I dont agree fully with the theological perspective of this link (he starts going into jesus and all...daniel had nothing to do with jesus), but it makes a strong historical case for medes and persia being separate. Medes was a weak kingdom, like the verse you posted shows, and then persia ran the (known) world. I did get them mixed up earlier, but it doesn't take away from my main point. Keep in mind, Daniel was written by Jews around 160 BC when they were being persecuted. Look at the historical context of the book. It was not a prophecy involving Jesus or Rome...this is a christian context superimposed...it's not the author's original intention.
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#18Dathrowed1Posted 11/20/2012 2:48:56 PM
JonWood007 posted...
Mightve gotten persia and medes backwards, but I know they're seen separately. In that context, makes more sense it's medes then persia.

Also, Isaiah and Esther were written in a completely different era as Daniel.

http://www.biblicalstudies.org.uk/pdf/gic/chapter-5.pdf

I dont agree fully with the theological perspective of this link (he starts going into jesus and all...daniel had nothing to do with jesus), but it makes a strong historical case for medes and persia being separate. Medes was a weak kingdom, like the verse you posted shows, and then persia ran the (known) world. I did get them mixed up earlier, but it doesn't take away from my main point. Keep in mind, Daniel was written by Jews around 160 BC when they were being persecuted. Look at the historical context of the book. It was not a prophecy involving Jesus or Rome...this is a christian context superimposed...it's not the author's original intention.


The bible says that Babylon would be given to the Medes and the Persians (Daniel tells Belshazzar, that his kingdom would be given to them both). Not the Medes would defeat Babylon, and the Persians would defeat them (not even how it happened, it was a joint effort). Esther and Isaiah still refer to elements that would be recognized as "Medes and Persians" and not them being separate. Chapter 2 also draws parallels with 7 and 8. They point to the copper part being Greece. Daniel 9 is about messianic prophecy, even secular sources point to the Jews looking for the Messiah around the time Jesus was baptized.
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#19JonWood007Posted 11/20/2012 2:59:05 PM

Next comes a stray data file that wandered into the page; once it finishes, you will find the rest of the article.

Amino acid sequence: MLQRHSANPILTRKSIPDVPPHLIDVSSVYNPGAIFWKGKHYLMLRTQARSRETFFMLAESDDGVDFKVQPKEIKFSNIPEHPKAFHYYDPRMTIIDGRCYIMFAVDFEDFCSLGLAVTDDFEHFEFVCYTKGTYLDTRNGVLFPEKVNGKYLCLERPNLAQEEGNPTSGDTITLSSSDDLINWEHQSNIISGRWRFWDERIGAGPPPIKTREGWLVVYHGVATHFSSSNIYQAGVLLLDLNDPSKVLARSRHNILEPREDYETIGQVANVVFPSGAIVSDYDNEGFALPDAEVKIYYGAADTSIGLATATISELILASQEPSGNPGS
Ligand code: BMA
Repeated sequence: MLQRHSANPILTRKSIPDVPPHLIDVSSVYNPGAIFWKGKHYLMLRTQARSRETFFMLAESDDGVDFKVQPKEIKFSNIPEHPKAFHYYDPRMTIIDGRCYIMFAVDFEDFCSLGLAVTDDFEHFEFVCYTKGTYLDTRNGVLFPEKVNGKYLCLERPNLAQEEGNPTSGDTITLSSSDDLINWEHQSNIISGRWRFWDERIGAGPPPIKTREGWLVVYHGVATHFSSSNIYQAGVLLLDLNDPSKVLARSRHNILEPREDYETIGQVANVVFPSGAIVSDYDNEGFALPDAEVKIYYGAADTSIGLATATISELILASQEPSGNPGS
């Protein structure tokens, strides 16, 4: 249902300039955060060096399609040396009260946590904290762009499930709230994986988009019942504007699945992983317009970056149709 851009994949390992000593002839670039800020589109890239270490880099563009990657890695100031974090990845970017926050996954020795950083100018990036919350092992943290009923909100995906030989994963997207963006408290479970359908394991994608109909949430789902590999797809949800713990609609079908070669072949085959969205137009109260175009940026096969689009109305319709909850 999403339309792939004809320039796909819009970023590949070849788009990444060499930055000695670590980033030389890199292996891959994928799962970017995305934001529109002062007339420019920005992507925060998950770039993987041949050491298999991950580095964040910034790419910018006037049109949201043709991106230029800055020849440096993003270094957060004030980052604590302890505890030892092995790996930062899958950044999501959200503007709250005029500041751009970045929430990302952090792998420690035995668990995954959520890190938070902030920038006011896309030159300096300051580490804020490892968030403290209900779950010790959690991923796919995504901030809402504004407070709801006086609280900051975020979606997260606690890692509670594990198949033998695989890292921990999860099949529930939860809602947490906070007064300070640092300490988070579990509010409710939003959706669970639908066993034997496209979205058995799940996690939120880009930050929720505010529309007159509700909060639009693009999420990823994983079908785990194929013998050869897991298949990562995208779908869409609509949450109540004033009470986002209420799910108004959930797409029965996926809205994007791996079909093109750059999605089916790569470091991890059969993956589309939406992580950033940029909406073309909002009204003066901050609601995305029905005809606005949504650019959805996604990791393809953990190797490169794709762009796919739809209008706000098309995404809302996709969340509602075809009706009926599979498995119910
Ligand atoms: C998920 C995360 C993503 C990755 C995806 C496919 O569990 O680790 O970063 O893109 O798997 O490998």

Again, I dont care what Isaiah and Esther say. They were different books written in different time periods.

It was not looking at the Jews. Please educate yourself, listen to the yale course's lecture on Daniel. It was babylon, Medes, Persia, Greece. It was written in greek times. They thought the messiah or overthrow of the greeks by God was imminent. They were under intense persecution at the time. They werent looking 150 years into the future at a roman empire that did not rise yet. It's silly to think a group that is experiencing such persecution and deliverance would be talking hundreds of years from then.

http://oyc.yale.edu/religious-studies/rlst-145/lecture-23

Some of my info was also taken from a course I took at my local college IRL, which basically had the same interpretation.

Once again, you can't look at "the Bible" as a single book. IT'S NOT. And Daniel is pretty well separated from the rest.
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#20Polish_Crusader(Topic Creator)Posted 11/20/2012 3:11:56 PM
You are wrong jonwood. Just outright wrong.

The bible is an accumulative document. Every book supports the general story of the rest, but does not stand on its own as above the rest. Isaiah and old testament books clearly point toward the coming messiah coming from bethlehem and riding on a donkey, both of which jesus did. The rest of the new testament was basically about daily life and growing in faith leading up to the end revelation of the warning of the end of the world. Genesis covers beginning of the human race. Revelation covers the end of it (atleast the physical realm. spiritually we live forever whether in heaven or hell).

How is the bible not one book?